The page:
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Can I get close relationships and a rigorous, hands on education at a large school?

naturecreativenaturecreative Registered User Posts: 47 Junior Member
Hello! I am just starting the college visiting process and just finished visiting 2 of my local colleges, Birmingham Southern and UAB. I really loved how large and vibrant UAB was, with a lot of opportunities for student life and service, and Birmingham Southern felt deserted to me and didn't have much in terms of student life. Thus, I am thinking of going to a larger school. However, I really liked Birmingham Southern's academics, with lots of hands-on learning and relationships with the professors, as well as small classes. If I went to a huge college 30,000+, would I still get that? Do you know any schools in the south that offer that? Is it useless to even look? I am also not a party gal, but I love school spirit and trying new things. Hopefully this makes sense! Any advice would be appreciated.

Replies to: Can I get close relationships and a rigorous, hands on education at a large school?

  • TTGTTG Registered User Posts: 1,464 Senior Member
    Yes, you can get close relationships and a hands-on education at a large school. It's up to you.

    Here are a few suggestions:

    --Get to know your professors. Students are often reluctant to speak with professors. I've found they are often concerned that the professors will find out what they don't know. Often the professor already knows. But professors find it really helpful to know their students, where they are with the class, what they do well, and what they might be struggling with. Think about this way: college is expensive. Part of the deal is that professors, who are expert in their field, hold office hours and provide other opportunities to talk with students. Why not take advantage of these one-on-one opportunities to learn, which is why a student is at college.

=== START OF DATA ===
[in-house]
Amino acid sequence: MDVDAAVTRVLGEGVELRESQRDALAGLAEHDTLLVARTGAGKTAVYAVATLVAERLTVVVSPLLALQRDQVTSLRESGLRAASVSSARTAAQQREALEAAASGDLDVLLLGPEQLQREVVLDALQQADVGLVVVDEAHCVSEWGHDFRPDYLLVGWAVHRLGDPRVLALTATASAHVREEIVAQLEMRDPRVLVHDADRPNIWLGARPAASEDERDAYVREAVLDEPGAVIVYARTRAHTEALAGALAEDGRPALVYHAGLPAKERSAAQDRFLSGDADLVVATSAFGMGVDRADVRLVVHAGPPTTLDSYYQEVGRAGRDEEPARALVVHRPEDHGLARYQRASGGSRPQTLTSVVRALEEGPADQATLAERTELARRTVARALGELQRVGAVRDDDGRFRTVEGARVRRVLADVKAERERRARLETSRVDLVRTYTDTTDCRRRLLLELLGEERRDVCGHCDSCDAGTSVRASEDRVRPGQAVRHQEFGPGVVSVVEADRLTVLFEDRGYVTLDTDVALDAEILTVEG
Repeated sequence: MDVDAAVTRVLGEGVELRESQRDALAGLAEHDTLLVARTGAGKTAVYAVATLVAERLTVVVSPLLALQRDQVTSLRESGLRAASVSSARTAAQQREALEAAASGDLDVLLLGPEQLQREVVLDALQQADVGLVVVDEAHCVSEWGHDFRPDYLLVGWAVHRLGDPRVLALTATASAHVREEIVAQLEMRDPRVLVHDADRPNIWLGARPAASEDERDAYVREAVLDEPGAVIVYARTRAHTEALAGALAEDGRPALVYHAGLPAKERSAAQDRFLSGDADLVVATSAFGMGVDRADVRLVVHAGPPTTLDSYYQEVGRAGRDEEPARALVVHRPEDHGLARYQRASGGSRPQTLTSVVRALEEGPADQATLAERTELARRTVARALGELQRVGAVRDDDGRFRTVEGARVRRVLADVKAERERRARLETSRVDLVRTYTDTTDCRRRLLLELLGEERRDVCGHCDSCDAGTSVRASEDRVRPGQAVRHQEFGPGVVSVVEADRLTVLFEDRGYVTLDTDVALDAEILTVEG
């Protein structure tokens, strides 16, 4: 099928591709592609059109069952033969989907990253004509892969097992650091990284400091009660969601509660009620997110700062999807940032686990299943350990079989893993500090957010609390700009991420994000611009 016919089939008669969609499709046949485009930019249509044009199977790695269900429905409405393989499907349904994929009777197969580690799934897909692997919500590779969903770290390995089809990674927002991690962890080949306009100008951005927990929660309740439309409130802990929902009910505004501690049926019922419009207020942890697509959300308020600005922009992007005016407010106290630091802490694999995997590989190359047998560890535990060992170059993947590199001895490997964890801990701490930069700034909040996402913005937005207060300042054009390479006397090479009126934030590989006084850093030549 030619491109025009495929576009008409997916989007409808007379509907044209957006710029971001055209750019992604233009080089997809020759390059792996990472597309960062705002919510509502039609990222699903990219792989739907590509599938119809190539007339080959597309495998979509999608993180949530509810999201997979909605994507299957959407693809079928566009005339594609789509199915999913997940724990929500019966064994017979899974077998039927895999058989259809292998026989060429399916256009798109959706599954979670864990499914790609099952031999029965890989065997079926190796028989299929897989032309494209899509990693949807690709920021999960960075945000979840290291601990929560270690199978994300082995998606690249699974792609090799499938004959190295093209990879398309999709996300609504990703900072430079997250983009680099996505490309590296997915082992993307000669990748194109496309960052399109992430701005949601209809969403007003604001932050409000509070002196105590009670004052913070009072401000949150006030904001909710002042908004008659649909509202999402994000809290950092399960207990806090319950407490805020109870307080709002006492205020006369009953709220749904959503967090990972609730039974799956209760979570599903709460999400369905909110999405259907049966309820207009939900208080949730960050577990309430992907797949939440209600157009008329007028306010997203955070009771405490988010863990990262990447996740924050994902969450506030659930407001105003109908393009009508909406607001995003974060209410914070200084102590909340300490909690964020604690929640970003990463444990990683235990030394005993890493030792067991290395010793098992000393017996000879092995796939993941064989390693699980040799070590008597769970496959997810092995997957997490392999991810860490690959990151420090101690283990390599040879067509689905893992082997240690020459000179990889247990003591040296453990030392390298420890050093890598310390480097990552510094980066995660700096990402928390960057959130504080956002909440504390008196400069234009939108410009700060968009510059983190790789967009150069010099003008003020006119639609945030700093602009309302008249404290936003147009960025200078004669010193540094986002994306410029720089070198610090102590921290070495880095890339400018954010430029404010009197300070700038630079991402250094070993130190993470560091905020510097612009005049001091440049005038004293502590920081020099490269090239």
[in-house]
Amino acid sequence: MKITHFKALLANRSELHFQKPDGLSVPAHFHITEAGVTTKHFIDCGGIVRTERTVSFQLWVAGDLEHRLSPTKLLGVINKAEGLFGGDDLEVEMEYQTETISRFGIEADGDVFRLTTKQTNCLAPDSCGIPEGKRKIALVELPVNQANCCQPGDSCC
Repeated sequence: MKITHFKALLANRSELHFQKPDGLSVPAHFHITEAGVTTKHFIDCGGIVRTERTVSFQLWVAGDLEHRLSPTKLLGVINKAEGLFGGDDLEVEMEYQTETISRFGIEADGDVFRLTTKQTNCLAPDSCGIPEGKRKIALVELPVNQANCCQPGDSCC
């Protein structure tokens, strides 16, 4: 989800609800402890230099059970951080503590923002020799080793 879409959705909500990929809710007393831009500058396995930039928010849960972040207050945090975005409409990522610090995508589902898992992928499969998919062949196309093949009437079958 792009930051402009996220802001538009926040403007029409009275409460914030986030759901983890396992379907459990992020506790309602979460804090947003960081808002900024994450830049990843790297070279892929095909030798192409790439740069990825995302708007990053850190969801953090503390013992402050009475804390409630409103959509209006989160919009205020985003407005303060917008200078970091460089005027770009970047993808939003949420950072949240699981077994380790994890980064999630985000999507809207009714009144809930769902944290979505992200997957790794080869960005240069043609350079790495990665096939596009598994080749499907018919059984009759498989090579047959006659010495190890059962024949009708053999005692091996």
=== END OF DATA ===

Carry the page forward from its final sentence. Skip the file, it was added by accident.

--Listen for research and other opportunities to work with your professor. I know a freshman at a national university. A professor in their major complimented their first paper of the semester. A few days later, the prof said they had an opening in their lab. The freshman spoke to the prof about it and started that week.

    --At least at some level make your department (of your major) your fraternity/sorority. Attend talks, debates, movies, etc. sponsored by the department (and often advertised by flyers, online, etc.) and maybe set aside a block of time to study in the departmental library or somewhere comfortable in the same building. You'll get to know people in the department, and you'll become someone they think of when there are opportunities.

    In terms of recommending schools, what's your approximate budget? That makes a big difference. Money aside, what about Belmont University in Nashville? About 6500 undergrads, so larger than BS but not as big as UAB. 13:1 faculty:student ratio is same as BS. Also urban. Christian, so maybe more focus on service and less focus on drinking (though I don't know anything about the school's culture). Good luck!
  • mikemacmikemac Registered User Posts: 10,051 Senior Member
    The student experience at a large school varies greatly depending on what the student does. Someone that joins clubs (academic and social), lives in the dorm, takes part in study groups with fellow students, goes to office hours to get to know some of her profs, enrolls in seminars and other small classes -- this person has a more personal & rewarding experience.

    But is it the same as a LAC or smaller college? No.
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